N: I am in there! Somehow. I am not sure how.

 I can’t think of any other person that has been on Much Music or Canadian radio that is an imitated person. That is impressive that you are a notable character enough to be in a board game

N: I am not sure how I got in there. It must have been someone who knew me who put me in there as a joke, because most people would have no idea who I am. Another story was told to me by [Canadian Metal icon] Thor. When he was on tour in Portland, Oregon. A guy came up to him and said “Heath Ledger based the Dark Knight on Nardwuar” and he was like “WHAT?!”, but I guess we will never be able to tell that. Lately I read something that Heath Ledger based it on Tom Waits but still, that would be the ultimate imitation if Heath Ledger copied me for the Dark Knight. I may have been copied, perhaps, in the movie “Joe Dirt” and the tagline was “keep on mopping in the free world” because I kept saying “keep on rocking in the free world” but still I am copying Neil Young.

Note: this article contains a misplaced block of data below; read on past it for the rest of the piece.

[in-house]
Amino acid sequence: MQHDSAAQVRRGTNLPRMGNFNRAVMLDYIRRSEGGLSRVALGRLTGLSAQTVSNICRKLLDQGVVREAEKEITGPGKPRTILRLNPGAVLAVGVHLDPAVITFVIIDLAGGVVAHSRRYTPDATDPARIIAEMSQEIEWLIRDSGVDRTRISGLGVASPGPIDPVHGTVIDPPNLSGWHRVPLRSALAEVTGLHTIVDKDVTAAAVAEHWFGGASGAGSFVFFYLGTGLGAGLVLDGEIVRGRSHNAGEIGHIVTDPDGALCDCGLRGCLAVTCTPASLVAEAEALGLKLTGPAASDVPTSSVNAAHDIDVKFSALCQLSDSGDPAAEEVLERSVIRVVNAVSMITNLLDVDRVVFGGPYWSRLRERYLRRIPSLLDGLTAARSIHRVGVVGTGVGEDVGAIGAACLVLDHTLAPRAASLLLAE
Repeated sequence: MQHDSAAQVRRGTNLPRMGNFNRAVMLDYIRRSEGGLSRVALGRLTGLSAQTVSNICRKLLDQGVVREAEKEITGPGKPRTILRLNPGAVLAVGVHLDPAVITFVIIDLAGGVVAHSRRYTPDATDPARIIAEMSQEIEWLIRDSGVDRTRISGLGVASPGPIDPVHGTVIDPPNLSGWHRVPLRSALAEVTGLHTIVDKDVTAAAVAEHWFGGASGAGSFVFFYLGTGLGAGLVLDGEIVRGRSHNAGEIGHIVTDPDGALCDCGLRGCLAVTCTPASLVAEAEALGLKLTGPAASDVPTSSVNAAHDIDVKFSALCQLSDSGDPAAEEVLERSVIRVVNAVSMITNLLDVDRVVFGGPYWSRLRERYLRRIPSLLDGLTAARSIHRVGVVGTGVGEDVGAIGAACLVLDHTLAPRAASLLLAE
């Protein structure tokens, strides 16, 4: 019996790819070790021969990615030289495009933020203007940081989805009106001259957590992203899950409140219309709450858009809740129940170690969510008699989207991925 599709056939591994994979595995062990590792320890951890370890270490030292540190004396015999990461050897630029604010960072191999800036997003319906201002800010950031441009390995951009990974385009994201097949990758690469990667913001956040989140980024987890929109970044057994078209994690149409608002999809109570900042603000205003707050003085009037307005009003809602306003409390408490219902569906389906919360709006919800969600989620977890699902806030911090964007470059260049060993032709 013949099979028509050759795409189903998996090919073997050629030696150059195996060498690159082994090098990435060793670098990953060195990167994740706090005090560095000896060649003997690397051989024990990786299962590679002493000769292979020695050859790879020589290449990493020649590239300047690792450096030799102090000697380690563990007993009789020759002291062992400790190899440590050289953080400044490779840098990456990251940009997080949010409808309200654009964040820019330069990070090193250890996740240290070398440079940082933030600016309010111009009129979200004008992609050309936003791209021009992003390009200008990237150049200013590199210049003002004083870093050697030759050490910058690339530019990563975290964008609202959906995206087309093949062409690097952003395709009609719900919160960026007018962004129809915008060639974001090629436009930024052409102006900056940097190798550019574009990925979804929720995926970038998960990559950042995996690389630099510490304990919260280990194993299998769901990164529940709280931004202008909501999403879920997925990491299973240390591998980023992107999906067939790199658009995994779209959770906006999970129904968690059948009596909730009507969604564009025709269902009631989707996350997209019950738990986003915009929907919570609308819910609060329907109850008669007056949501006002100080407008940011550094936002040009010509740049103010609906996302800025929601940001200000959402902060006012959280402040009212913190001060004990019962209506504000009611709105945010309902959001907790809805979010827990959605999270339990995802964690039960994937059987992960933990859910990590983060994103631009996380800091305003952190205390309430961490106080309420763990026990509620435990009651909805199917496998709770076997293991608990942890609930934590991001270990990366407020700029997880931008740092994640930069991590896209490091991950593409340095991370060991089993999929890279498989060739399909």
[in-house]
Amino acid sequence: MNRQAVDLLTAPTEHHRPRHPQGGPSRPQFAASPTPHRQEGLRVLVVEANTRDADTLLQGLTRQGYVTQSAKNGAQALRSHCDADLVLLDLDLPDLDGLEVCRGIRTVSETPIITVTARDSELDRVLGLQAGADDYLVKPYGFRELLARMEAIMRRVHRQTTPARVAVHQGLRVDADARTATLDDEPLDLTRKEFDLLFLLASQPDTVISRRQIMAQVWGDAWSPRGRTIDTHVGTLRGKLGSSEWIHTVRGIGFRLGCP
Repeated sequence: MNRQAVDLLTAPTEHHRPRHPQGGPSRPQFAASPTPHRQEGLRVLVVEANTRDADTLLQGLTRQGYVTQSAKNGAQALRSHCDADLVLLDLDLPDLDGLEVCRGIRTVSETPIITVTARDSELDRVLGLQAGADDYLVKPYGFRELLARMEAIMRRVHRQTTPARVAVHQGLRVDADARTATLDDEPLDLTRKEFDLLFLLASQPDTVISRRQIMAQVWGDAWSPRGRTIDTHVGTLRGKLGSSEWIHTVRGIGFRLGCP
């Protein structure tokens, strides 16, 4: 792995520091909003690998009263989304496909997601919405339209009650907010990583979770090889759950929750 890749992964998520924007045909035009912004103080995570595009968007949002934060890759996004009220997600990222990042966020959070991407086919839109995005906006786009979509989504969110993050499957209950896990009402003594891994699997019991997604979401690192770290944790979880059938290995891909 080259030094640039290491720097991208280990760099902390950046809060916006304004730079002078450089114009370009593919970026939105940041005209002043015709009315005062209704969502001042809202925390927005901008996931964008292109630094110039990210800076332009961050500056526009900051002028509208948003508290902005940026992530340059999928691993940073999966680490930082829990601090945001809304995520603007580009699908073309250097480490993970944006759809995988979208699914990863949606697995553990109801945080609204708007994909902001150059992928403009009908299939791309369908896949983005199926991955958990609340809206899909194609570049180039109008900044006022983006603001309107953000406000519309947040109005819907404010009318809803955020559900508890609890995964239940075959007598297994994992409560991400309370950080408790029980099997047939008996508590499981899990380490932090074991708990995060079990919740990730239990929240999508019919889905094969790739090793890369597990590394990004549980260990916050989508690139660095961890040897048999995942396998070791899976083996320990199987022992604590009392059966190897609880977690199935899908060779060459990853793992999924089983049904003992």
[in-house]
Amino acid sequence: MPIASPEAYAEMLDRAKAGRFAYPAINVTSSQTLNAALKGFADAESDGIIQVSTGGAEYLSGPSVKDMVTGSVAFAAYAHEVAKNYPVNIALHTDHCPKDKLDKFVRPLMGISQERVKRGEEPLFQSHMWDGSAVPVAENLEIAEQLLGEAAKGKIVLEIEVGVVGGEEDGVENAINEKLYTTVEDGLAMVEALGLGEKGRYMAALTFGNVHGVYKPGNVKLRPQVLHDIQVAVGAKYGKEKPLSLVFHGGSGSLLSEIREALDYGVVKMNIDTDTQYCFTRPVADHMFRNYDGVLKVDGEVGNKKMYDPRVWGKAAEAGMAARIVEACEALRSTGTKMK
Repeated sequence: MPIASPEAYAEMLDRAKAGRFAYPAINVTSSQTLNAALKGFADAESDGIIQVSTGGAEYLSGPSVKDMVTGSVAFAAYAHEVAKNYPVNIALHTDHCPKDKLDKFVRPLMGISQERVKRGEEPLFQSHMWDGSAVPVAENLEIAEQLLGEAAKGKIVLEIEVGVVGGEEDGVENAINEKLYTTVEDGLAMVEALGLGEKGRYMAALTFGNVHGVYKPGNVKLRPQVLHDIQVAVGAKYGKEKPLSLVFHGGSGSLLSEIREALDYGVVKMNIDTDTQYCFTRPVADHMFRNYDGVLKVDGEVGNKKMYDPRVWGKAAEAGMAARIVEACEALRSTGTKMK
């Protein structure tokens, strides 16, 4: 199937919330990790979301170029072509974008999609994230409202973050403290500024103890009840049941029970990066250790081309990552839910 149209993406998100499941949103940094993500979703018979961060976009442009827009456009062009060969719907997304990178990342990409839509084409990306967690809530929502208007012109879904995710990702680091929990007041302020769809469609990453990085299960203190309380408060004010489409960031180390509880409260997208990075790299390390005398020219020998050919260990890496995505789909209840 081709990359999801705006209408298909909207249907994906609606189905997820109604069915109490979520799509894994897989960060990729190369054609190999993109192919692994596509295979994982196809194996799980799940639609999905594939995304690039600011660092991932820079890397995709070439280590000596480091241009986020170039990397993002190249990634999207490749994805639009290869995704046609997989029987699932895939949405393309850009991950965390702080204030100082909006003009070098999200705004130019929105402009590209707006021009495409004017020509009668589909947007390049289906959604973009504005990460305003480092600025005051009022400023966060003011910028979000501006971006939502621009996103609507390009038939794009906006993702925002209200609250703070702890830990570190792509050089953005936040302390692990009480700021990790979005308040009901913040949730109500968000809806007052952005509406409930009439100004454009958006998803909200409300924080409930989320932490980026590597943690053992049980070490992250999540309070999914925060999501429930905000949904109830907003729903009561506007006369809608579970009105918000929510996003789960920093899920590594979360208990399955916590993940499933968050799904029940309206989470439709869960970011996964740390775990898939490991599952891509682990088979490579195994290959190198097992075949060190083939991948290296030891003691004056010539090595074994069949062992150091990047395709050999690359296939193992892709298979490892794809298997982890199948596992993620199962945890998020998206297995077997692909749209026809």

Are you unhappy that you won’t be able to interview Snoop Dogg again?

N: I did try recently and it was the ninth time I have tried to interview Snoop Dogg and I have only interviewed him 5 times. So 5 out of 9 is not bad. The interview did not happen, a couple days later he changed his name to Snoop Lion, so maybe he didn’t want to do the interview because he wanted to wait for the announcement.

Would he be the first reggae artist you have interviewed?

N: I have interviewed Shaggy. I do wish I talked to Damien Marley, but I never got the chance. I went up to Damien Marley just for the hell of it and asked him what he thought about ska, because I love Ska, but he didn’t really have anything to say about Ska. I was hoping he would love Ska but I guess what is happening with Jamaica is that they don’t really like stuff that is old. They don’t like their parent’s music, they like what is happening now.

Do you think that artist’s perception of you has changed over the years? First the metal heads would come towards you and be mean to you, like steal your hat and be violent to you. Your last metal interview was with the lead singer of Opeth and he was smiling. Did you mix it up lately?

N: I don’t think too deeply about it, I just do what I always do and whatever happens happens.

Thanks for doing the interview Nardwuar.

N: Thank you Andrzej, and doot doola doot doot.

Doot doot.

*editors note: This transcription has been edited for length. listen to the full deal at the top of this post.

Watch/listen to all of nardwuars interviews here